Luck, Griffin, and Wilson are all special, no question – all three would be a near lock for Rookie of the Year had they not been in the same draft class. But the way quarterbacks are groomed at the lower levels, as well as the increasing flexibility with which they are coached once they reach the pros, is allowing rookies to be much better, much faster.
Five first-year play-callers started Week 1 in the NFL. Their performances have ranged from promising to veteran-like poise and efficiency (examples above). But even beyond the current group, the expected time for rookies to adjust has been slowly shrinking during the past decade. In the 40 years between 1960 and 2000, five rookie quarterbacks led their teams to the playoffs in the first try. In the past decade, nine have done it.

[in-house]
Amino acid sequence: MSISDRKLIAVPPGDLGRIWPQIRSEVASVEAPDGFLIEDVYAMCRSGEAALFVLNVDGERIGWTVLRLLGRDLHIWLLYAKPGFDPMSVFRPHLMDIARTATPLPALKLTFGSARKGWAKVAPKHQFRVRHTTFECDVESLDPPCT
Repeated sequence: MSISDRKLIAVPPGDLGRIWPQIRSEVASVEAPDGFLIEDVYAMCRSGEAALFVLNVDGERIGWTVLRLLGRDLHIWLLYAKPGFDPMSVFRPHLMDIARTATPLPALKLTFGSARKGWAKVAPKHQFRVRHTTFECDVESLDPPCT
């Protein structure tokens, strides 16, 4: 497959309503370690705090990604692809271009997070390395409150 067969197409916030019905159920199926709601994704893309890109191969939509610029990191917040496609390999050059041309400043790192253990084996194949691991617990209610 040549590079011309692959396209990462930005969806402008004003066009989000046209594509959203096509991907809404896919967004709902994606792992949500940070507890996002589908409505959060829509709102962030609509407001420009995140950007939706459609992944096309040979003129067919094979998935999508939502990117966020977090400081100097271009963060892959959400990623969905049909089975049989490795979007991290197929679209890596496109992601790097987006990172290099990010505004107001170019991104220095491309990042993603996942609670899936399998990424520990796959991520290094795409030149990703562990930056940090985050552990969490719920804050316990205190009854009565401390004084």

And higher expectations have followed. Until pretty recently, “everyone would expect a miserable first season with a rookie and expect to see signs of viability in the second year,” says Mike Tanier, a football writer for Sports on Earth.
He points to New York Giant Eli Manning, a two-time Super Bowl MVP who had a losing record his first season with the Giants (and one dismal game with a 0.0 quarterback rating) but showed flashes of brilliance. Or there was John Elway, who was “pathetic” as a rookie but could “still throw the ball quickly and was a decent runner."
Eventual Hall of Famer Troy Aikman went 0-11 in his first season with the Dallas Cowboys, throwing twice as many interceptions as touchdowns. “And he looked bad doing it,” Tanier says. "There were questions then, but that quarterback would definitely be on the hot seat now.”